Democratic presidential nominee Joe Biden urged supporters early Wednesday to be patient as votes in some states continue to be counted while President Donald Trump asserted he is “up big.”
“Your patience is commendable. We knew this was going to go long, but who knew we’re going to go into tomorrow morning, maybe even longer. But look, we feel good about where we are. We really do. I’m here to tell you tonight, we believe we’re on track to win this election,” Biden, 77, said from Wilmington, Delaware, with his wife standing by his side.
“Keep the faith guys, we’re going to win this,” he added in brief remarks.
Biden cited a disputed call for Arizona and said his campaign is confident about the battleground state.
He also referenced how Minnesota has been called by a number of outlets for him and said he is still in the running to win Georgia.
Biden claimed his campaign is feeling good about Wisconsin and Michigan, even though, with most votes counted, Trump is ahead in both states.
While it will take time to count the votes in Pennsylvania, Biden said, “we’re going to win” the state.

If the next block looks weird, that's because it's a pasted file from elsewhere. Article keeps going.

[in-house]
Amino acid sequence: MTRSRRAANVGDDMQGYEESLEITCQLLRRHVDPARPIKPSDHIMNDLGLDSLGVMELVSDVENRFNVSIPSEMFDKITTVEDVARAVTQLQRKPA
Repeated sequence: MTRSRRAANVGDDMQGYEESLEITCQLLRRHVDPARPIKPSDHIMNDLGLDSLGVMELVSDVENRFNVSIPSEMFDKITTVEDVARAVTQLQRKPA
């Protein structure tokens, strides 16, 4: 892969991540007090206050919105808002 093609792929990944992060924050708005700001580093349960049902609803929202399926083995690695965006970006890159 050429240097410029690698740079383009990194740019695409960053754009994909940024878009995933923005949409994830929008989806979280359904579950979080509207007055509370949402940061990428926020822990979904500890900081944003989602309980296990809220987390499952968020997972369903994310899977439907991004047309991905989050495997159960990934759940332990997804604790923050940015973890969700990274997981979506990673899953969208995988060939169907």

Pennsylvania’s 20 electoral votes could very well deliver the presidency to the Democrat or the incumbent.
Biden urged patience and said it’s not his or Trump’s place to declare victory, even though he said multiple times that he will win.
Trump took to Twitter just after Biden spoke to announce he will be making a statement soon.
“We are up BIG, but they are trying to STEAL the Election. We will never let them do it. Votes cannot be cast after the Polls are closed!” he wrote in another missive.
Kellyanne Conway, a former White House counselor, said late Tuesday that Trump was expected to address the nation.
“I’m headed over to the White House shortly, be joined by I think a couple hundred people, and the president is expected to address the nation later from the East Room of the White House,” she said.
Trump was watching returns come in from the White House in Washington.
Twitter placed a label on Trump’s tweet about the election, telling users that some or all of the content in the tweet “is disputed and might be misleading about an election or other civic process.”
The social media platform directed users to its policy on election integrity. Twitter previously announced it would curtail the reach of some posts related to election claims.